Seen above is a photo of the K21

Recently, Korean defense equipment maker Hanwha Defense has showcased a 105mm Defense Mobile Fire Vehicle (K-MPF) fitted with retractable ATGM launcher and 12.7mm RWS.

The K-MPF model was presented at the DX Korea 2022 Ground Forces Expo in Korea.

The K-MPF sees technologes from the K21 Infantry Fighting Vehicle, the Korean Engineer Combat Vehicle, the Line-of-Sight Precision Strike System, and the Multi-Purpose Light Combat Vehicle fitted onto a single vehicle.

It is equipped with a 105 mm low-pressure cannon, two anti-tank missiles, RCWS and an active safety device. Weighing between 25 to 30 tons, depending on the configuration, it is manned by a crew of 3 people. It has an automatic supercharger and uses a 750 horsepower engine.

According to Hanwha Defense, the K-MPF was born out of unavoidable circumstances and the threats posed when entering North Korean territory. It has been designed for the rugged road conditions of North Korea.

The K-MPF is equipped with a precision missile system and has a current mileage of 7 km. The manufacturer however plans to increase it to 25 km. It has the ability to fire 12 missiles and can also be used for precision strikes by brigade-level mechanized units.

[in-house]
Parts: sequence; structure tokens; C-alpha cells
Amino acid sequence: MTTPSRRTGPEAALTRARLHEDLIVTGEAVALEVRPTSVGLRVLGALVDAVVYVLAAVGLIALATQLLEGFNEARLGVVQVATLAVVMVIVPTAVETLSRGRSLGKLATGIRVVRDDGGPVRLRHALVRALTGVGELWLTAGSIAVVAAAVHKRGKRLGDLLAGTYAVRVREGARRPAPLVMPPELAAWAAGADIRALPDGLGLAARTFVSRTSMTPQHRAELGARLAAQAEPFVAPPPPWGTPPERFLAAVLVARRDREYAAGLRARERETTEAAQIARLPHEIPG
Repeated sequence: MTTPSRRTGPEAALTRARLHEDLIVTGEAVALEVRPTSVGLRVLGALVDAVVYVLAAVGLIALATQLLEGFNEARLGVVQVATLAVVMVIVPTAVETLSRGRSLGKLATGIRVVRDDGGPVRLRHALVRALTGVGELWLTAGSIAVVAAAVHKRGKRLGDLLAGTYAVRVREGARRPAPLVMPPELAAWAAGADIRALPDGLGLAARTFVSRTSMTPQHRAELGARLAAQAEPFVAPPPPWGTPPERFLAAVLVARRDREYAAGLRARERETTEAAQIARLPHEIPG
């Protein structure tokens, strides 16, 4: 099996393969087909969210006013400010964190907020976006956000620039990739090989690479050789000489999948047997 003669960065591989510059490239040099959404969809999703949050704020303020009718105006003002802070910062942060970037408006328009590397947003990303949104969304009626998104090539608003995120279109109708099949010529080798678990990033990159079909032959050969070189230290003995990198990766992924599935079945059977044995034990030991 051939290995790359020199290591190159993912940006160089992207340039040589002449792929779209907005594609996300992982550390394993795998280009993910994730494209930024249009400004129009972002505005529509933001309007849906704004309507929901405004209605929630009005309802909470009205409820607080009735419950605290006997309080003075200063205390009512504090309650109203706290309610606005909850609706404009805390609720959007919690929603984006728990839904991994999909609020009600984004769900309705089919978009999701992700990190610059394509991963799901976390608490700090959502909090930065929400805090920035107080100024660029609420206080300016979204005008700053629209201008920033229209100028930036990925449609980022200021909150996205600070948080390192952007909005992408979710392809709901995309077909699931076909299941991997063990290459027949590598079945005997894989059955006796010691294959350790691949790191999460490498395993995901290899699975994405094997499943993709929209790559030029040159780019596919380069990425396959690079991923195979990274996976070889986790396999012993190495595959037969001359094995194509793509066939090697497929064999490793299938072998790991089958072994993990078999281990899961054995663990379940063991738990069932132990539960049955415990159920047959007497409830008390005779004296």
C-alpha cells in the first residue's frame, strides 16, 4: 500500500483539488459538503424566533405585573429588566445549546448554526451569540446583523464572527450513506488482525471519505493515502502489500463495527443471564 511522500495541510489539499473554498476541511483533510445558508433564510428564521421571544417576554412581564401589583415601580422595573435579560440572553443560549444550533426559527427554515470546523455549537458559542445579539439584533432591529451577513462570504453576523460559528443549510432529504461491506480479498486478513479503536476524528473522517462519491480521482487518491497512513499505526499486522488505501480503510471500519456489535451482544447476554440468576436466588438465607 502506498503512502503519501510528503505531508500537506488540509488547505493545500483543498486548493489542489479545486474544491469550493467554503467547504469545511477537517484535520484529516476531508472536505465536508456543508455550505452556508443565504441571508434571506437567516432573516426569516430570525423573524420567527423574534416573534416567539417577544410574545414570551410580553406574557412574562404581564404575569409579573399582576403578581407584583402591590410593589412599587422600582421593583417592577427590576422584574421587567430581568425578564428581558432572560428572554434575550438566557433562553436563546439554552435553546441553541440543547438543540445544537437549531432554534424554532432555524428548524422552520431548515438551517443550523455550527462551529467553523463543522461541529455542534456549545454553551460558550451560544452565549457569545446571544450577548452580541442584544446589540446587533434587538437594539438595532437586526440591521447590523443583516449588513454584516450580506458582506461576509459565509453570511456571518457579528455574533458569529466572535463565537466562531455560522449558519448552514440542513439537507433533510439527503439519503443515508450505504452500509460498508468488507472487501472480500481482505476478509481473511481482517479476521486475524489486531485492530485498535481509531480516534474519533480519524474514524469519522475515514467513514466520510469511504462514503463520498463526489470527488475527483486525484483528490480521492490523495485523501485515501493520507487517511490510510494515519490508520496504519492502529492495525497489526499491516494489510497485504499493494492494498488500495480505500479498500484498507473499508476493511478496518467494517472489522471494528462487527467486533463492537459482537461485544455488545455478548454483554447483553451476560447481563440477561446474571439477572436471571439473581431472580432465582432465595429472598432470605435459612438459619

Equipped with artificial intelligence, the K-MPF can detect threats early using situational recognition and can implement remote control functions to increase its survival rate when deployed in dangerous theatre. It is also equipped with a special robot and an RCWS complex consisting of a 40 mm high-speed anti-tank missile and a 12.7 mm machine gun.

While many opine that tanks have become obsolete following the advent of anti-tank guns in the 1930s, tanks are seeing evolving designs and improvement in capabilities and are still in use today. They are the only weapon that can break through enemy defenses and protect allies on the battlefield.

However, with anti-tank weapons becoming increasingly more powerful, tanks must also add technology to protect themselves. To this end, the ROK Army has begun paying more attention to multi-layer protection of mechanized equipment, including tanks.